USS L-8 (SS-48)

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USS L-8 in 1917
History
Name: USS L-8
Builder: Portsmouth Naval Shipyard, Kittery, Maine
Laid down: 24 February 1915
Launched: 23 April 1917
Commissioned: 30 August 1917
Decommissioned: 15 November 1922
Fate: Sunk as target, 26 May 1926.
General characteristics
Class and type: L-class submarine
Displacement:
  • 451 long tons (458 t) surfaced
  • 527 long tons (535 t) submerged
Length: 165 ft (50 m)
Beam: 14 ft 9 in (4.50 m)
Draft: 13 ft 3 in (4.04 m)
Installed power:
  • 1,200 bhp (890 kW) (diesel)
  • 800 hp (600 kW) (electric)
Propulsion:
Speed:
  • 14 knots (26 km/h; 16 mph) surfaced
  • 10.5 knots (19.4 km/h; 12.1 mph) submerged
Range:
  • 3,300 nmi (6,100 km; 3,800 mi) at 11 knots (20 km/h; 13 mph) on the surface
  • 150 nmi (280 km; 170 mi) at 5 knots (9.3 km/h; 5.8 mph) submerged
Test depth: 200 feet (61.0 m)
Complement: 28 officers and enlisted men
Armament:

USS L-8 (SS-48) was an L-class submarine built for the United States Navy during the 1910s.

Description[edit]

The L-class boats designed by Lake Torpedo Boat (L-5 through L-8) were built to slightly different specifications from the other L boats, which were designed by Electric Boat, and are sometimes considered a separate L-5 class. The Lake boats had a length of 165 feet (50.3 m) overall, a beam of 14 feet 9 inches (4.5 m) and a mean draft of 13 feet 3 inches (4.0 m). They displaced 451 long tons (458 t) on the surface and 527 long tons (535 t) submerged. The L-class submarines had a crew of 28 officers and enlisted men. They had a diving depth of 200 feet (61.0 m).[1]

For surface running, the boats were powered by two 600-brake-horsepower (447 kW) diesel engines, each driving one propeller shaft. When submerged each propeller was driven by a 400-horsepower (298 kW) electric motor. They could reach 14 knots (26 km/h; 16 mph) on the surface and 10.5 knots (19.4 km/h; 12.1 mph) underwater. On the surface, the Lake boats had a range of 5,150 nautical miles (9,540 km; 5,930 mi) at 11 knots (20 km/h; 13 mph)[1] and 150 nmi (280 km; 170 mi) at 5 knots (9.3 km/h; 5.8 mph) submerged.[2]

The boats were armed with four 18-inch (45 cm) torpedo tubes in the bow. They carried four reloads, for a total of eight torpedoes. The L-class submarines were also armed with a single 3"/50 caliber deck gun.[2]

Construction and career[edit]

L-8's keel was laid down on 24 February 1915 by the Portsmouth Navy Yard in Kittery, Maine. L-8 was launched on 23 April 1917 sponsored by Miss Nancy Gill, and commissioned on 30 August 1917 with Lieutenant J. Parker, Jr., in command. Following training operations along the East Coast, L-8 prepared for European service. Departing Charleston, South Carolina, under the command of Lieutenant John N Bloom (Burton 374), on 20 October, the submarine steamed for the Azores to join Submarine Division 6 for patrols against U-boats. She arrived Bermuda on 13 November, two days after the end of World War I, and was ordered to return to the United States.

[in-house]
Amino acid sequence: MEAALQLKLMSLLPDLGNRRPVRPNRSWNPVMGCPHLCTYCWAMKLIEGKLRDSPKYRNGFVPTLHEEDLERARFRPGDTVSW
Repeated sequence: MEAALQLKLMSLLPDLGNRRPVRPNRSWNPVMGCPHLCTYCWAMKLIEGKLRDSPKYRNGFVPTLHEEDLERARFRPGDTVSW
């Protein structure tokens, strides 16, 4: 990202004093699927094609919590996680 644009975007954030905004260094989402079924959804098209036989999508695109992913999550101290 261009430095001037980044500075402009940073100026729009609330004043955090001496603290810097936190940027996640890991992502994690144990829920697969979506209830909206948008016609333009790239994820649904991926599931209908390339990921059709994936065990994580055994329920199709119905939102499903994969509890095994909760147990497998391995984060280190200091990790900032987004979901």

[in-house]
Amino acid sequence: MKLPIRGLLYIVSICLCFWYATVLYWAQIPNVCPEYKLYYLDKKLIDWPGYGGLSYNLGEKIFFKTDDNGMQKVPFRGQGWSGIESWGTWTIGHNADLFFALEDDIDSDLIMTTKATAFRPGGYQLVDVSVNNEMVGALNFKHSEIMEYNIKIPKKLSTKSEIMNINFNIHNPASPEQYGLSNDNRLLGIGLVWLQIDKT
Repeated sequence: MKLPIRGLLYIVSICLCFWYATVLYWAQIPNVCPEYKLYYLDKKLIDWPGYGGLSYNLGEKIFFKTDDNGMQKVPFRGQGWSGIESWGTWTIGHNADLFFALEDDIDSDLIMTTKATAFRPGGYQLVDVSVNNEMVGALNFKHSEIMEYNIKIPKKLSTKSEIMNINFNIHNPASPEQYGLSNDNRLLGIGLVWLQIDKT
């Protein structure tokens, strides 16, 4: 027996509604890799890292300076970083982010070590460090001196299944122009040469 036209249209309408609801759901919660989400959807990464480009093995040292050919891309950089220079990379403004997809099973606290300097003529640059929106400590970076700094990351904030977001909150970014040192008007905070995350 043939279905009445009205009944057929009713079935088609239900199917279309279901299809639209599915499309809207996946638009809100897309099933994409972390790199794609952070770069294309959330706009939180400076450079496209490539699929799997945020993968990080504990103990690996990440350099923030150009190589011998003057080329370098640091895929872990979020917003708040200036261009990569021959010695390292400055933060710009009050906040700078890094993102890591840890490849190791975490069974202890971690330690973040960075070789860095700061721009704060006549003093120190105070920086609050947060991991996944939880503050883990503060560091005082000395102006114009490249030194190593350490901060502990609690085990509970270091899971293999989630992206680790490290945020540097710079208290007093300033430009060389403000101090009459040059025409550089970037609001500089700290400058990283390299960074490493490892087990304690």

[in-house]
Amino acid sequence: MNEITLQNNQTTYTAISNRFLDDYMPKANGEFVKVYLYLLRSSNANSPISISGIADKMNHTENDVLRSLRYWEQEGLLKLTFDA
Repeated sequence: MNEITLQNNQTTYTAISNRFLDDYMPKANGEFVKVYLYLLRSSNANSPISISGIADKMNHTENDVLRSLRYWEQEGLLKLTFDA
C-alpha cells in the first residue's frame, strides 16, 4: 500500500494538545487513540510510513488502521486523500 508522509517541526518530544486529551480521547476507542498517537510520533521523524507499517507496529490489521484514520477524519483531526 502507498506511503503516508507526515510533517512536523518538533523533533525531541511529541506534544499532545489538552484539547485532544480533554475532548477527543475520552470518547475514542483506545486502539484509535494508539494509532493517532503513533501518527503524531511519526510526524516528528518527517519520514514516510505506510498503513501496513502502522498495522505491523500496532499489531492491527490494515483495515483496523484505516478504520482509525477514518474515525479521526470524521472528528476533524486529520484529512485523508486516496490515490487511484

After exercises and visits in Caribbean Sea and Central American ports, L-8 crossed the Panama Canal (Burton 374) and arrived San Pedro, California, on 13 February 1919 to join the submarine flotilla on the West Coast. Remaining there from 1919 to 1922, she experimented with new torpedoes and undersea detection equipment. Following a period of commission, in ordinary, early in 1922, L-8 departed San Pedro on 25 July for the Atlantic, arriving Hampton Roads, Virginia, on 28 September. L-8 was decommissioned on 15 November 1922.

L-8 was ultimately destroyed as a target during testing for magnetic influence exploders for torpedoes, off Rhode Island on 26 May 1926 (Miller 117). This was the only test with live torpedoes of magnetic exploders conducted by the Navy in the 19 years before the World War II period.

Notes[edit]

  1. ^ a b Friedman, p. 307
  2. ^ a b Gardiner & Gray, p. 129

References[edit]

  • Friedman, Norman (1995). U.S. Submarines Through 1945: An Illustrated Design History. Annapolis, Maryland: Naval Institute Press. ISBN 1-55750-263-3. 
  • Gardiner, Robert & Gray, Randal, eds. (1984). Conway's All the World's Fighting Ships: 1906–1921. Annapolis, Maryland: Naval Institute Press. ISBN 0-85177-245-5. 
  • This article incorporates text from the public domain Dictionary of American Naval Fighting Ships. The entry can be found here.
  • Burton, Clarence (1922). Burton, Clarence; Stocking, William; Miller, Gordon, eds. The City of Detroit, Michigan, 1701-1922 Volume 5. Detroit-Chicago: The S. J. Clarke Publishing Company. 

External links[edit]